Former Mexican senator hit with criminal charges tied to energy reform

·2 min read

MEXICO CITY, April 13 (Reuters) - Mexican prosecutors on Tuesday filed criminal charges against a former senator who under the previous government helped to pass a major energy reform which President Andres Manuel Lopez Obrador has attacked as tainted by corruption.

Prosecutors charged Jorge Lavalle, a senator with the center-right National Action Party (PAN) during the 2012-2018 administration, with criminal association, bribery and using illicit funds, judicial authorities said.

Lavalle was closely involved in crafting constitutional changes in the Senate for reforms which opened up Mexico's energy market to private capital between 2013 and 2014.

Lopez Obrador, who took office in 2018, casts the reform as an attempt by corrupt politicians and private interests to carve up state oil company Petroleos Mexicanos (Pemex) and national power firm the Comision Federal de Electricidad (CFE).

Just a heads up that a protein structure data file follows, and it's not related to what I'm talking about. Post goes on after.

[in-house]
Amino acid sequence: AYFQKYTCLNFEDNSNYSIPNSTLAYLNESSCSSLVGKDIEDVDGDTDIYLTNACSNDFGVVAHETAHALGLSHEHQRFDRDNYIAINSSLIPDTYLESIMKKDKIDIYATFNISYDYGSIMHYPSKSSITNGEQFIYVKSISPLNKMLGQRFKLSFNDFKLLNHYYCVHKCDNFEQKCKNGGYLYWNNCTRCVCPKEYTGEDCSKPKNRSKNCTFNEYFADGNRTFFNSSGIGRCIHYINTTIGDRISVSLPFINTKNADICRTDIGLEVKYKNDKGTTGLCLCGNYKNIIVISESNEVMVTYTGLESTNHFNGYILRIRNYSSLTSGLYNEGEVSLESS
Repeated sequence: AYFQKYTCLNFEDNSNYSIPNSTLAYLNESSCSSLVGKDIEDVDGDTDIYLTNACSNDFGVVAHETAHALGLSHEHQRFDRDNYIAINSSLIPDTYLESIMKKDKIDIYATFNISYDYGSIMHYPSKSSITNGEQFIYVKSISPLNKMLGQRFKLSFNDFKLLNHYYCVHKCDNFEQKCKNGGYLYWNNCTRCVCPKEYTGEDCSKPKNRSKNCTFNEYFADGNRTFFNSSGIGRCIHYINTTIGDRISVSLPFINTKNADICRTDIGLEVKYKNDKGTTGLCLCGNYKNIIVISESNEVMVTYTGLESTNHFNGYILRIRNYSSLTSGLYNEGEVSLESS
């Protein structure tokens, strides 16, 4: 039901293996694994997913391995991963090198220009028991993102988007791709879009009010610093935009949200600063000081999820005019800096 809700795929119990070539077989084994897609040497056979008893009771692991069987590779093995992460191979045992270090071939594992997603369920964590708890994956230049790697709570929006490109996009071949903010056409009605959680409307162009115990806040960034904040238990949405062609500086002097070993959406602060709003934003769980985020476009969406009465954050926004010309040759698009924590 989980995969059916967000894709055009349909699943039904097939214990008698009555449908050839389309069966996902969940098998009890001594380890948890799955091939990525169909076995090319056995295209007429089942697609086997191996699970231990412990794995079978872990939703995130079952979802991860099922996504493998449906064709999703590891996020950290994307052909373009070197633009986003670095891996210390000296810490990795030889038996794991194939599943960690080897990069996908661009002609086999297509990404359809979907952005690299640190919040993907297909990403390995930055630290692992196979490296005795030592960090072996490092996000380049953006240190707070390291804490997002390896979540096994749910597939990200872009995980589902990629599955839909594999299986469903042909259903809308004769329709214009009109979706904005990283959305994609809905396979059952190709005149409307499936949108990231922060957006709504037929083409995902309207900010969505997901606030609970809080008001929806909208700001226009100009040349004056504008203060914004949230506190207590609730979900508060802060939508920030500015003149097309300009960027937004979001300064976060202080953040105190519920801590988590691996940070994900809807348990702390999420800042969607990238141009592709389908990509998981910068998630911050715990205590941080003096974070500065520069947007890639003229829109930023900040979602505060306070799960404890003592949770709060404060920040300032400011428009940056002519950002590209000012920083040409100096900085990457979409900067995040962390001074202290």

The leftist Lopez Obrador is a staunch defender of Pemex and the CFE, and has set about trying to walk back the reform.

Former Pemex boss Emilio Lozoya, who is facing corruption charges, claims the former government ran a scheme to channel bribes through him to buy votes for the energy reform. Leading officials of the last government have denied this.

In a deposition leaked last year, Lozoya said that Lavalle was among a group of PAN lawmakers who demanded kickbacks in exchange for their vote.

Lavalle has repeatedly denied allegations of wrongdoing and described Lozoya's accusations as lies.

"It's absurd to think I received some kind of perk or bribe in exchange for my vote," he said in December.

Lavalle's attorneys could not be reached for comment on Tuesday.

Ricardo Monreal, the Senate leader of Lopez Obrador's ruling National Regeneration Movement (MORENA), said on Twitter that if it turned out that the energy reform was approved due to bribery, it should be repealed or legally reversed. (Reporting by Dave Graham and Daina Beth Solomon; Additional reporting by Adriana Barrera; Editing by Karishma Singh)